Heilbrunn Timeline of Art History

Eastern Europe and Scandinavia, 1800–1900 A.D.

Denmark
Iceland
Norway
Sweden
Finland
Eastern Europe
Kingdom of Denmark and Norway, 1521–1814
Kingdom of Denmark, 1814–present; 1849 reorganized as a constitutional monarchy
Subject to Denmark, until 1944
Kingdom of Denmark and Norway, 1521–1814
Subject to Sweden, 1814–1905
Kingdom of Sweden, 1523–present
Subject to Sweden, Viking period–1814
Subject to Russia, 1814–1918
Russian empire, 1547–1917
Alexander I, 1801–25
Nicholas I, 1825–55
Alexander II, 1855–81
Alexander III, 1881–94
Nicholas II, 1894–1917

Maps

Encompasses present-day Belarus, Denmark, Estonia, Finland, Iceland, Latvia, Lithuania, Norway, western Russia, Sweden, and Ukraine

As everywhere in Europe, the first years of the nineteenth century in eastern Europe and Scandinavia are shaken by Napoleon's military campaigns. After the conclusion of hostilities, the Danes, who sided with the French, are stripped of Norway, which is ceded to Sweden, who had sided against France. The Russians' bold and ultimately successful resistance to the French invasion earn them respect and admiration in international circles.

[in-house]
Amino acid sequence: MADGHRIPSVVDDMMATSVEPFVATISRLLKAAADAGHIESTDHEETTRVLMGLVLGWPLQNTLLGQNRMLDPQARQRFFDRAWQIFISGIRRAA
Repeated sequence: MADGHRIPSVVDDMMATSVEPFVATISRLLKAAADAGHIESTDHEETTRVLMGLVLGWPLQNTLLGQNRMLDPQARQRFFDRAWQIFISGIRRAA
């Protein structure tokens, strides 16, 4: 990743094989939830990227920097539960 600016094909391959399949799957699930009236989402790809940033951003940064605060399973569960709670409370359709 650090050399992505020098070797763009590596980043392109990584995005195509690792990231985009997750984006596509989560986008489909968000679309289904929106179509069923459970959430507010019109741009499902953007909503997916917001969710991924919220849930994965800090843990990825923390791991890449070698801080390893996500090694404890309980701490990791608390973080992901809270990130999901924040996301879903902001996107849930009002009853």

Between 1815 and 1848, growing prosperity and nationalist sentiment in both eastern Europe and Scandinavia foster the development of all the arts. Painters trained at the Royal Academy in Copenhagen portray the unique qualities of Northern light and the harsh beauty of the Scandinavian landscape. In Russia, fresh attention to folk culture and contemporary social realities invigorates efforts in painting, literature, and music.

By the 1850s, poverty, emigration, and depopulation weaken Scandinavia, while the Russian empire continues to prosper, dominating eastern Europe and recognized everywhere as a major player in world affairs. By the end of the nineteenth century, Russian authors and composers, among them Tolstoy, Dostoevsky, Mussorgsky, and Tchaikovsky, are read, heard, and acclaimed throughout the world.